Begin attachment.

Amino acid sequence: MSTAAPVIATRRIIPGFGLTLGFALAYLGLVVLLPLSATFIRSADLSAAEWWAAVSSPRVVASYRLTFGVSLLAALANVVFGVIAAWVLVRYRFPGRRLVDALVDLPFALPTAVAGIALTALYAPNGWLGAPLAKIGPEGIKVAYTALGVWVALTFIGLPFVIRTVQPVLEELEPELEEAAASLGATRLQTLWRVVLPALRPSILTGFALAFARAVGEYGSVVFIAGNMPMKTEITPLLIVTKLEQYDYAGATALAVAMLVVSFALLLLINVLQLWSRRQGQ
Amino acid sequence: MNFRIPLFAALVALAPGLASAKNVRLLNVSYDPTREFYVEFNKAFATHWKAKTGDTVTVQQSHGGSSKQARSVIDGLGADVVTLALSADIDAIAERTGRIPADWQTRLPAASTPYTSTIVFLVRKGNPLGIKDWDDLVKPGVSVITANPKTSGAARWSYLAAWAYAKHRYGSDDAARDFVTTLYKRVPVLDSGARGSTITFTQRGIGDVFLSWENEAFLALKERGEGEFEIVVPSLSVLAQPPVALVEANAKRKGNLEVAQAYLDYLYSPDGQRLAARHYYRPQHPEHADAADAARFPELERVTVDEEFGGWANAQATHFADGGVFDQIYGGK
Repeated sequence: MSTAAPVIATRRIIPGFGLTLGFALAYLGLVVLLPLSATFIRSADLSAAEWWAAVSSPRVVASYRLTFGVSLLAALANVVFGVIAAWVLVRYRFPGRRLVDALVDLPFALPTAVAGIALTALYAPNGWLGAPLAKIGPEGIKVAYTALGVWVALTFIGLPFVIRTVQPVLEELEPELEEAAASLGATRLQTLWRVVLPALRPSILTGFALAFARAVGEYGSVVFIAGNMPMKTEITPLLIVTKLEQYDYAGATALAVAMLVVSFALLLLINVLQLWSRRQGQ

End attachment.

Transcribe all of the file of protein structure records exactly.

Amino acid sequence: MSTAAPVIATRRIIPGFGLTLGFALAYLGLVVLLPLSATFIRSADLSAAEWWAAVSSPRVVASYRLTFGVSLLAALANVVFGVIAAWVLVRYRFPGRRLVDALVDLPFALPTAVAGIALTALYAPNGWLGAPLAKIGPEGIKVAYTALGVWVALTFIGLPFVIRTVQPVLEELEPELEEAAASLGATRLQTLWRVVLPALRPSILTGFALAFARAVGEYGSVVFIAGNMPMKTEITPLLIVTKLEQYDYAGATALAVAMLVVSFALLLLINVLQLWSRRQGQ
Amino acid sequence: MNFRIPLFAALVALAPGLASAKNVRLLNVSYDPTREFYVEFNKAFATHWKAKTGDTVTVQQSHGGSSKQARSVIDGLGADVVTLALSADIDAIAERTGRIPADWQTRLPAASTPYTSTIVFLVRKGNPLGIKDWDDLVKPGVSVITANPKTSGAARWSYLAAWAYAKHRYGSDDAARDFVTTLYKRVPVLDSGARGSTITFTQRGIGDVFLSWENEAFLALKERGEGEFEIVVPSLSVLAQPPVALVEANAKRKGNLEVAQAYLDYLYSPDGQRLAARHYYRPQHPEHADAADAARFPELERVTVDEEFGGWANAQATHFADGGVFDQIYGGK
Repeated sequence: MSTAAPVIATRRIIPGFGLTLGFALAYLGLVVLLPLSATFIRSADLSAAEWWAAVSSPRVVASYRLTFGVSLLAALANVVFGVIAAWVLVRYRFPGRRLVDALVDLPFALPTAVAGIALTALYAPNGWLGAPLAKIGPEGIKVAYTALGVWVALTFIGLPFVIRTVQPVLEELEPELEEAAASLGATRLQTLWRVVLPALRPSILTGFALAFARAVGEYGSVVFIAGNMPMKTEITPLLIVTKLEQYDYAGATALAVAMLVVSFALLLLINVLQLWSRRQGQ